I like to force patina on my kitchen knives, and so for none have resisted the citric acid. You can buy everywhere as its basically dry lemon juice. You might wanna try with that.
     
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  12. knarfeng

    knarfeng senex morosus moderator Staff Member Super Mod Moderator

    Jul 30, 2006
    Spelling in title corrected. There are limits as to what I can withstand.

    D2 won't "patina", form a uniform coverage of surface oxidation. Surface oxidation is just cosmetic.
    But it does form pitting corrosion, and pitting is what leads to actual damage of the steel.

    That being said, generations of outdoorsmen used carbon steel blades successfully. So there's nothing that says that a blade must be stainless to be useful.

    But I definitely don't consider D2 stainless. I have too many D2 blades with polka dots of corrosion on them.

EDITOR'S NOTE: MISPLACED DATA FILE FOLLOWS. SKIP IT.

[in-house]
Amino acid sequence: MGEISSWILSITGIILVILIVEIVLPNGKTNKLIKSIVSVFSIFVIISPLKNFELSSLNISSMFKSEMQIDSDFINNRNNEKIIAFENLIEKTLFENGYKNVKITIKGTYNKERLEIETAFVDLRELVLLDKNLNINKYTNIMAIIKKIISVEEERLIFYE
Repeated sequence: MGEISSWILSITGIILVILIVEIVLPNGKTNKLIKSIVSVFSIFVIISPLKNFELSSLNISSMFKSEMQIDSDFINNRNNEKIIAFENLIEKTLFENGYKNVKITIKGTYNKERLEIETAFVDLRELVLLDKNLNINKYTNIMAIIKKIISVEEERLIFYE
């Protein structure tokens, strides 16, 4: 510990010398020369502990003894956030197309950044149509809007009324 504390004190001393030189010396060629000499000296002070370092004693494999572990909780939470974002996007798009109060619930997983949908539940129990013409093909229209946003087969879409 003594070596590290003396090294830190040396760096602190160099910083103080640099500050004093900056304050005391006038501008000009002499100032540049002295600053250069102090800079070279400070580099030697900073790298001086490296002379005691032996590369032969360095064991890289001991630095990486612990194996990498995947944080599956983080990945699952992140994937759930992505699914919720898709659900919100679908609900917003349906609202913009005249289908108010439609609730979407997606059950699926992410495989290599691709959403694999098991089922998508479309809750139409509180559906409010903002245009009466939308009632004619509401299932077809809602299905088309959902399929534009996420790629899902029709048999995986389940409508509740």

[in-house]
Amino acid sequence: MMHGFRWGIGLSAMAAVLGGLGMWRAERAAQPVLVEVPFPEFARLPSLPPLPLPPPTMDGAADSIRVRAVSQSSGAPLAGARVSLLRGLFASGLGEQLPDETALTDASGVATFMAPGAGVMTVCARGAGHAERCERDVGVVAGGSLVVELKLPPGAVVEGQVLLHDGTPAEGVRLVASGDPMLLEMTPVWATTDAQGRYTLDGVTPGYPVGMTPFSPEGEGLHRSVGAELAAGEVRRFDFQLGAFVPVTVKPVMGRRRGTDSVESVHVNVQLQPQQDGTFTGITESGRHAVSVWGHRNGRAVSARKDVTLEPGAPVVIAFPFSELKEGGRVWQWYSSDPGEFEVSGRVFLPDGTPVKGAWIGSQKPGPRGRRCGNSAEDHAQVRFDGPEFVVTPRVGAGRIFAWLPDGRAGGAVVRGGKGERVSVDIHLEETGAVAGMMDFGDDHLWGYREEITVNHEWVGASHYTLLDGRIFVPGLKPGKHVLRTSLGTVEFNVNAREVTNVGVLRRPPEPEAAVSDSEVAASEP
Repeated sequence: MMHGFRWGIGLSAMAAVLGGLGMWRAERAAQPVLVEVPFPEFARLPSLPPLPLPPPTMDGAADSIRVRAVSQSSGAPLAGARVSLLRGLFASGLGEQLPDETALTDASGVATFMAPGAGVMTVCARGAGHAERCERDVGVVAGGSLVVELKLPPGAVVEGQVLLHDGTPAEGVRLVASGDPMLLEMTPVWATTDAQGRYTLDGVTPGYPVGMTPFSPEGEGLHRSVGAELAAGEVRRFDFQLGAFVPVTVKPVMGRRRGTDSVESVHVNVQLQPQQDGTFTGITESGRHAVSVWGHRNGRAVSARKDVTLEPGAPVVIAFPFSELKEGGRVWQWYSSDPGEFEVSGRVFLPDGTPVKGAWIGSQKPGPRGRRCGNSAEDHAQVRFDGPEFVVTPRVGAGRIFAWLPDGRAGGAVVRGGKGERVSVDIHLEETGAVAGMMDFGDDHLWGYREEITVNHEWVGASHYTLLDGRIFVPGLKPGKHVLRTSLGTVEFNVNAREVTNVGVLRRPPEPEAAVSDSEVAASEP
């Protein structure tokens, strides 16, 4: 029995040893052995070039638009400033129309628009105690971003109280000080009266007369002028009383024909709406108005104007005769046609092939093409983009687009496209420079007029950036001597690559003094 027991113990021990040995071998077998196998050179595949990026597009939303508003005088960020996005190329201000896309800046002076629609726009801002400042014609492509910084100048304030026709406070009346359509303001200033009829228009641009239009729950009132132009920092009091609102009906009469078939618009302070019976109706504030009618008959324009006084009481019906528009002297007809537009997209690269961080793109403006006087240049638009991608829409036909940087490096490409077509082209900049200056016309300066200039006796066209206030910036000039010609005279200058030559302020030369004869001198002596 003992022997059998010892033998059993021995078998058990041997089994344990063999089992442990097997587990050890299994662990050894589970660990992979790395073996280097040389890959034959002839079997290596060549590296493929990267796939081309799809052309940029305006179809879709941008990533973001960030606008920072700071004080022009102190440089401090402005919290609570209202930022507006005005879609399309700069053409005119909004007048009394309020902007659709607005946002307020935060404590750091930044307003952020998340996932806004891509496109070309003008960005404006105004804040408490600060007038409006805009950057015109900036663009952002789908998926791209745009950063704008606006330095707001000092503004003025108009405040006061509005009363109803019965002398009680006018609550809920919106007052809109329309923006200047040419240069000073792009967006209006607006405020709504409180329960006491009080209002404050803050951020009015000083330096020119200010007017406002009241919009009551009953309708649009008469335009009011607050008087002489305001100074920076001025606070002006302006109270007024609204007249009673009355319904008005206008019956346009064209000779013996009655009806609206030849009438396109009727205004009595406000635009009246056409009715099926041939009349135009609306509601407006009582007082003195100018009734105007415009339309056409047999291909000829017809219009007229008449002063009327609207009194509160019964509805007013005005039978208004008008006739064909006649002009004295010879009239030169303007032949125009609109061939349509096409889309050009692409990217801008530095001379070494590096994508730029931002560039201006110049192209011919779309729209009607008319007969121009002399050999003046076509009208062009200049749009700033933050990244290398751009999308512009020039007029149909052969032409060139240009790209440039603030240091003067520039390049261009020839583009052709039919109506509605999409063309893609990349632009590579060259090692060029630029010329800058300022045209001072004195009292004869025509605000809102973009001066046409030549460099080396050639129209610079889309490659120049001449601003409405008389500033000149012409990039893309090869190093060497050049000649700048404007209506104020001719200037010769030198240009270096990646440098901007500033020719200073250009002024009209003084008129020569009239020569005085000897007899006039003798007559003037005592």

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  13. Larrin

    Larrin Gold Member Knifemaker / Craftsman / Service Provider Gold Member

    Jan 17, 2004
    It’s not necessarily the shortage of chromium that makes D2 non-stainless. If it had 13% Cr it still would be non-stainless. There are stainless steels with 11-12% Cr just like D2. The high carbon in D2 means that a lot of chromium forms carbides, where it is no longer “in solution” to form a chromium oxide layer at the surface. There isn’t really a fixed line between stainless and non-stainless. Typically more chromium in solution means better corrosion resistance. https://knifesteelnerds.com/2018/06/11/how-much-more-chromium-does-d2-need-to-be-stainless/
     
  14. W. Anderson

    W. Anderson Basic Member Basic Member

    Jun 22, 2016
    I've given a D2 blade a nearly black finish by etching with ferric chloride and then applying a cold bluing solution. I am not sure it that would constitute a 'patina' or not.
     
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  15. lambertiana

    lambertiana Gold Member Gold Member

    Jul 7, 2000